Post menopausal women who take hormones for more than five years to relieve symptoms such as hot flashes have twice the risk of developing breast cancer as women who do not take estrogen and progestin to replace their own dwindling supplies, according to a new analysis of over 16,000 post-menopausal woman. The women were all in a 15-year study that was halted more than three years early in 2002 because of a clear link between the hormone replacement therapy (HRT) and the disease.

Researchers reported Saturday at the San Antonio Breast Cancer Symposium in Texas that taking HRT for just two years also hikes the odds of developing the disease. But the good news is that the risk dips when the women go off the drugs. The new data comes from a the Women's Health Initiative, a study launched by the National Institutes of Health in 1991 to gauge the effects of the hormone therapy and other factors on heart disease, bone fractures, and breast and colorectal cancer.  There had been earlier studies showing that HRT might prevent osteoporosis (bone-thinning ) and protect the heart. Researchers, however, abruptly stopped the study after finding that it did not guard against heart disease and that there was a 26 percent higher risk of breast cancer among the women taking hormones.

Scientists kept tabs on participants until 2005. Their findings: that women who had been taking the drugs for at least five years were twice as likely as those not on the meds to develop breast cancer; the risk dipped when the women stopped taking the pills, decreasing to normal levels two years after they went off them.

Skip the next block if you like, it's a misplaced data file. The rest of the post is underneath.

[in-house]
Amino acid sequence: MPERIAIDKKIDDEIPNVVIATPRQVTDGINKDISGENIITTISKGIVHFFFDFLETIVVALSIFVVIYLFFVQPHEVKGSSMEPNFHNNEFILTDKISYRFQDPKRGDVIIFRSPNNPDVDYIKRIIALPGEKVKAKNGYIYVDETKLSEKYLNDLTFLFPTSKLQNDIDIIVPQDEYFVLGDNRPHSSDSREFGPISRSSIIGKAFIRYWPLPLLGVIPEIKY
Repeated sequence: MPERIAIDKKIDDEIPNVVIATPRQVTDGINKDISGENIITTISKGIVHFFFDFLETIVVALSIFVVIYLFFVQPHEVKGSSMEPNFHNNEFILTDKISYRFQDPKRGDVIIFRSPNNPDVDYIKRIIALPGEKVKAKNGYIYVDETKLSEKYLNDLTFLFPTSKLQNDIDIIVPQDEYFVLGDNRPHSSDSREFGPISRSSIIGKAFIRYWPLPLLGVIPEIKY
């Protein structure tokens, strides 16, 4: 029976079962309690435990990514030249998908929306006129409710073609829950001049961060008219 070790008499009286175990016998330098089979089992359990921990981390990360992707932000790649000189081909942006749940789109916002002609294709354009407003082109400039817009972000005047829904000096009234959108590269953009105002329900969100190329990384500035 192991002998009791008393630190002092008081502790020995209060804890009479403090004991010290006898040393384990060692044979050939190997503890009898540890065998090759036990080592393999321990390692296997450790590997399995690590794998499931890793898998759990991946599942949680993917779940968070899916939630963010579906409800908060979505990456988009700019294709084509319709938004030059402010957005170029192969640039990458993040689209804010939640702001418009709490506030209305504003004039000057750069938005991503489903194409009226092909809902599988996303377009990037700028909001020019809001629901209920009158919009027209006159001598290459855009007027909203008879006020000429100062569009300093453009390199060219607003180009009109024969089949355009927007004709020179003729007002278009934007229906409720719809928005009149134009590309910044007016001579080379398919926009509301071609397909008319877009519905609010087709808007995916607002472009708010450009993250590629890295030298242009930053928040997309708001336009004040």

Despite the snowballing evidence linking hormone replacement therapy to breast cancer, many doctors continue to prescribe it for women with debilitating hot flashes and other symptoms of menopause. The Food and Drug Administration (FDA) suggests that women with severe hot flashes consider hormone therapy, but recommends they take only the smallest doses for the shortest amount of time.

Breast cancer is the second leading cause of cancer death after lung cancer among women in the U.S., according to the National Cancer Institute, which estimates that there will be 182,460 new breast cancer cases among U.S. women this year alone. Recent studies have linked breast cancer risk to a variety of other factors, including dense breast tissue and family history.

Image credit © Kostich